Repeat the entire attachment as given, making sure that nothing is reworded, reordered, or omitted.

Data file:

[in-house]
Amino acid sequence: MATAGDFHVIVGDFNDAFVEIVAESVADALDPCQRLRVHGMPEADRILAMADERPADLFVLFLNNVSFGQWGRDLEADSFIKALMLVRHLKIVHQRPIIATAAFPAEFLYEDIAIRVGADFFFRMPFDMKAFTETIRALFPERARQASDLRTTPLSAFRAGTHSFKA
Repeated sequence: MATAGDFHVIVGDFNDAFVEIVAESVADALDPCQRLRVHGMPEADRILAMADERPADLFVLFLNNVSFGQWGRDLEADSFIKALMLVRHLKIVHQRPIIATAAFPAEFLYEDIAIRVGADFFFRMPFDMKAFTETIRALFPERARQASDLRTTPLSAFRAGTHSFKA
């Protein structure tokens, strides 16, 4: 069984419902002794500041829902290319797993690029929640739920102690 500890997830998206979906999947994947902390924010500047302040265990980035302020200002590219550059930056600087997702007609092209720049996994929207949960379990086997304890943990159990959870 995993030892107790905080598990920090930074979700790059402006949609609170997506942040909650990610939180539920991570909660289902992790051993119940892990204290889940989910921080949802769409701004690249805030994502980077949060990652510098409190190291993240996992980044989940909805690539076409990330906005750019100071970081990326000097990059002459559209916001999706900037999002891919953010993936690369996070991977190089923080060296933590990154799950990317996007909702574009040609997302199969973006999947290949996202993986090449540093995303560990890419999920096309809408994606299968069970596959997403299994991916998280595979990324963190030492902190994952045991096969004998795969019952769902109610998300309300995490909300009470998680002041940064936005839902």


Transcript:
[in-house]
Amino acid sequence: MATAGDFHVIVGDFNDAFVEIVAESVADALDPCQRLRVHGMPEADRILAMADERPADLFVLFLNNVSFGQWGRDLEADSFIKALMLVRHLKIVHQRPIIATAAFPAEFLYEDIAIRVGADFFFRMPFDMKAFTETIRALFPERARQASDLRTTPLSAFRAGTHSFKA
Repeated sequence: MATAGDFHVIVGDFNDAFVEIVAESVADALDPCQRLRVHGMPEADRILAMADERPADLFVLFLNNVSFGQWGRDLEADSFIKALMLVRHLKIVHQRPIIATAAFPAEFLYEDIAIRVGADFFFRMPFDMKAFTETIRALFPERARQASDLRTTPLSAFRAGTHSFKA
């Protein structure tokens, strides 16, 4: 069984419902002794500041829902290319797993690029929640739920102690 500890997830998206979906999947994947902390924010500047302040265990980035302020200002590219550059930056600087997702007609092209720049996994929207949960379990086997304890943990159990959870 995993030892107790905080598990920090930074979700790059402006949609609170997506942040909650990610939180539920991570909660289902992790051993119940892990204290889940989910921080949802769409701004690249805030994502980077949060990652510098409190190291993240996992980044989940909805690539076409990330906005750019100071970081990326000097990059002459559209916001999706900037999002891919953010993936690369996070991977190089923080060296933590990154799950990317996007909702574009040609997302199969973006999947290949996202993986090449540093995303560990890419999920096309809408994606299968069970596959997403299994991916998280595979990324963190030492902190994952045991096969004998795969019952769902109610998300309300995490909300009470998680002041940064936005839902």